by Rick Driftmier

Each year The Driftmier Architects participates in several association conferences where we interact with the staff and board members of many banks and credit unions. This fall the overriding question asked was, “Where is branch design going in the new economy?”

Branch facilities are moving from substantial and secure to open and convenient. The security barriers provided by teller counters and layered access in the past are becoming less important as newer security measures like cash recyclers are being installed.

While transactions are cheaper to provide online, more than 80% of product sales occur in the branch. So the challenge is to get more customers into the branch. The idea of the branch being a significant part of the community has never been more important. Innovative designs that invite consumers into the branch are critical for continued growth.

The branch is becoming a cross selling platform with access to information, new products and areas for financial research conveniently displayed. This approach needs to be focused on products that can be purchased in the branch and not be just another connection to the Internet. Your customers/members can and will do that at home. The branch should be a place to create, inform and close sales opportunities.

With transactions moving to the Internet, there are fewer transactions taking place in the branch. Staff needs to be cross trained so that a smaller staff can address the needs of each person who enters. Layouts need to be flexible and allow for staff movement to greet each person who enters, provide customer services, complete transactions and above all, cross sell.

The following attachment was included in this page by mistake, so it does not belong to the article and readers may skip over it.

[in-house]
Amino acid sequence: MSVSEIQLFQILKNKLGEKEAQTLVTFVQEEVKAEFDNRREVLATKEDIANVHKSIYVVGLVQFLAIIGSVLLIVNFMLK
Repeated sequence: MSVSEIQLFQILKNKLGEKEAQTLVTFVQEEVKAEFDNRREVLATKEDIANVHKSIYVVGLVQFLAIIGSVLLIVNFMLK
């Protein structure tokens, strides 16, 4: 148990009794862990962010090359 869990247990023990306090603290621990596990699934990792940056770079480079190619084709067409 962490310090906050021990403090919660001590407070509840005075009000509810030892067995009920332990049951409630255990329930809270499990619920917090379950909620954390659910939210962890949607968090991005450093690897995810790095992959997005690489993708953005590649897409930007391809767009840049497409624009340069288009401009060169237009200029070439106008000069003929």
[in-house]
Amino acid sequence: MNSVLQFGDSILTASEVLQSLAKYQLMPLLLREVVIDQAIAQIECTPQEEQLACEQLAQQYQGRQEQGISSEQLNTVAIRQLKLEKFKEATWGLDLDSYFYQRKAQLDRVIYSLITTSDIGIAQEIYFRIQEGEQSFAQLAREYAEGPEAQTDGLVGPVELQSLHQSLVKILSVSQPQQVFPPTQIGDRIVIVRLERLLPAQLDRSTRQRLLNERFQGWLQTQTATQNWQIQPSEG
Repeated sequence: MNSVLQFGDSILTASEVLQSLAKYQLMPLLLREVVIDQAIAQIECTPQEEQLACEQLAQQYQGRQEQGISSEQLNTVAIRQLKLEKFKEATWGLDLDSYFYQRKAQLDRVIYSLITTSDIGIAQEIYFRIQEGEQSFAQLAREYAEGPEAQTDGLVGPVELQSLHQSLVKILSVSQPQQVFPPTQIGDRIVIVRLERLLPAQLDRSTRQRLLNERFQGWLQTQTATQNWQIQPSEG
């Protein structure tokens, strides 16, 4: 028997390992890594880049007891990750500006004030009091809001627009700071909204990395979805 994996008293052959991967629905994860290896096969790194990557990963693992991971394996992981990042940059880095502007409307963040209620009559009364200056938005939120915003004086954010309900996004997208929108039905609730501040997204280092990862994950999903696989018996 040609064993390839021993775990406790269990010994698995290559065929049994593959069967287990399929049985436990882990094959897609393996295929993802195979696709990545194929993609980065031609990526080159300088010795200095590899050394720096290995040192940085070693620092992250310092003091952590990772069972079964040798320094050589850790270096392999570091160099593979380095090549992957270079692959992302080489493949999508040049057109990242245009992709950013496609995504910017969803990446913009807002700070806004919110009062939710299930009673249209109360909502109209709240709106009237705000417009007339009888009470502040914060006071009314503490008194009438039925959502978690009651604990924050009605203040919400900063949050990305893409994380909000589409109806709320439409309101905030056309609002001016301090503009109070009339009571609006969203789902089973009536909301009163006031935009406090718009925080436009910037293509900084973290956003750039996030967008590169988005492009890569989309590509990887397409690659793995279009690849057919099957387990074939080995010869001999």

While the design of each branch is dependent upon the institution’s brand, services and community, it needs to be focused on the needs and expectations of their current and future customers/members. Trends are toward:
• Cost efficiency with smaller staffs and branches that are focused on cross selling products. With the branch network providing 80% of your sales, cost efficiency is critical.
• Environmental responsibility is a hot trend in retail design. The use of environmentally responsible materials and design elements conveys a sense of social responsibility and increases your brand’s connection with the community.
• Brand reinforcement through branches that function as retail centers is nothing new. But using the branch to build the brand and selling product is likely the most important design element over the next few years.

Branch design needs to promote free interaction with the interior environment, products and staff. Large flat screens with news and information, research materials related to products and opportunities, and retail like product displays create a cross selling environment. Fireplaces, kid’s play corners and inviting reading areas encourage customers to stay and learn more.

While your customer base still includes baby boomers, it increasingly is made up of social media dependent millennials and all sorts of people in between. To address the needs of all of your customers/members it is important to provide a relationship-based environment for the more traditional, while also providing a self-service environment for the more progressive. Today’s consumer demands convenience, service and ease of use.

Modern branch design will be open and welcoming and will create a strong sense of community. Institutions who use branch design to reinforce their brand while creating a dynamic sales environment will achieve the highest levels of profitability and success.

What are your thoughts? If you have comments or questions, please forward them to rick